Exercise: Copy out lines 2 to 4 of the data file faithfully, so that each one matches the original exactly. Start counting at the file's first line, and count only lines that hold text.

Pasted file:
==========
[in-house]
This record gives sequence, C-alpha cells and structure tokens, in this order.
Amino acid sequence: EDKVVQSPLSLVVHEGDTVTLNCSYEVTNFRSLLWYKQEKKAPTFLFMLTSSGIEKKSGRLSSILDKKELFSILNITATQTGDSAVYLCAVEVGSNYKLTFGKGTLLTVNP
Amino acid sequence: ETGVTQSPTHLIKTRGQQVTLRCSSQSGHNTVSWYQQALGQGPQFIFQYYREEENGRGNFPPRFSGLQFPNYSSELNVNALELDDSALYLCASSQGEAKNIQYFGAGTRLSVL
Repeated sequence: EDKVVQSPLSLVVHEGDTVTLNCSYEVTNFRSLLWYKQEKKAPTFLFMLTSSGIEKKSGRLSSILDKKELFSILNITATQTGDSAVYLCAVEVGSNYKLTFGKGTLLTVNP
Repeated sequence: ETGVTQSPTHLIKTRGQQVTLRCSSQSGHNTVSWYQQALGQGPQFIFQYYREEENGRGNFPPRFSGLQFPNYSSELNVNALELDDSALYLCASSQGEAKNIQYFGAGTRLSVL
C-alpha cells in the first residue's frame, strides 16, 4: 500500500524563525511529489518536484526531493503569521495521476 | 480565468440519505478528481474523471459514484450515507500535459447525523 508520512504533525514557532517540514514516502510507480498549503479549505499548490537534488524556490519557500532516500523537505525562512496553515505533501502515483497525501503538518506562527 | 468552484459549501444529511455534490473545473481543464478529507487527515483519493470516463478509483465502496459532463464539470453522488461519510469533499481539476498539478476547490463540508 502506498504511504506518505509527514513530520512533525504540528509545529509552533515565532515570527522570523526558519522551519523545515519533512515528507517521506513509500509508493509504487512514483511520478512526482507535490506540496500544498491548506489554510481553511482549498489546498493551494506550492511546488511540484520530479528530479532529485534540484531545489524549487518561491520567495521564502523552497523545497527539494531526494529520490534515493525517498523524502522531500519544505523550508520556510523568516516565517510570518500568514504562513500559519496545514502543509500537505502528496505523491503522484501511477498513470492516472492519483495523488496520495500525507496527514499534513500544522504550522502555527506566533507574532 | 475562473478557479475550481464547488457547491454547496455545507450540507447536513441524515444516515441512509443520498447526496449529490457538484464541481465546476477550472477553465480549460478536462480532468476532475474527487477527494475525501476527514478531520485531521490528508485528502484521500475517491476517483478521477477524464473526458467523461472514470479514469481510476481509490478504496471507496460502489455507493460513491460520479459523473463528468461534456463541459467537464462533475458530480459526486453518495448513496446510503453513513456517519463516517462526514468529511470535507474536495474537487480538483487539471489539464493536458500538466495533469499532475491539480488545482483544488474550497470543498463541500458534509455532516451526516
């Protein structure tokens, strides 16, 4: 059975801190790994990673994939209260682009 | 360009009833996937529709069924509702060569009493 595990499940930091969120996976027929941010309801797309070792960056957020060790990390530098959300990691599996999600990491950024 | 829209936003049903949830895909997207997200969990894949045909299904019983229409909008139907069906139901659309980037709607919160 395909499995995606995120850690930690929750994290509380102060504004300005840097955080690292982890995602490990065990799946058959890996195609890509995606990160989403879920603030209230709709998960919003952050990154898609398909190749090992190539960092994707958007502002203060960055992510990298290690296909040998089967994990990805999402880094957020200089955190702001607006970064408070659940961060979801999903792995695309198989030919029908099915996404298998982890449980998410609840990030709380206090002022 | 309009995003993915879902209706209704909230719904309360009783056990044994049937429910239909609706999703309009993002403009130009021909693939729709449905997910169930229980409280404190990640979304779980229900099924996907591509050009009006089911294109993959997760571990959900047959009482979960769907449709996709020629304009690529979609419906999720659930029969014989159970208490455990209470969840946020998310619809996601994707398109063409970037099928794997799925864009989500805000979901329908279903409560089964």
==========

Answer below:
This record gives sequence, C-alpha cells and structure tokens, in this order.
Amino acid sequence: EDKVVQSPLSLVVHEGDTVTLNCSYEVTNFRSLLWYKQEKKAPTFLFMLTSSGIEKKSGRLSSILDKKELFSILNITATQTGDSAVYLCAVEVGSNYKLTFGKGTLLTVNP
Amino acid sequence: ETGVTQSPTHLIKTRGQQVTLRCSSQSGHNTVSWYQQALGQGPQFIFQYYREEENGRGNFPPRFSGLQFPNYSSELNVNALELDDSALYLCASSQGEAKNIQYFGAGTRLSVL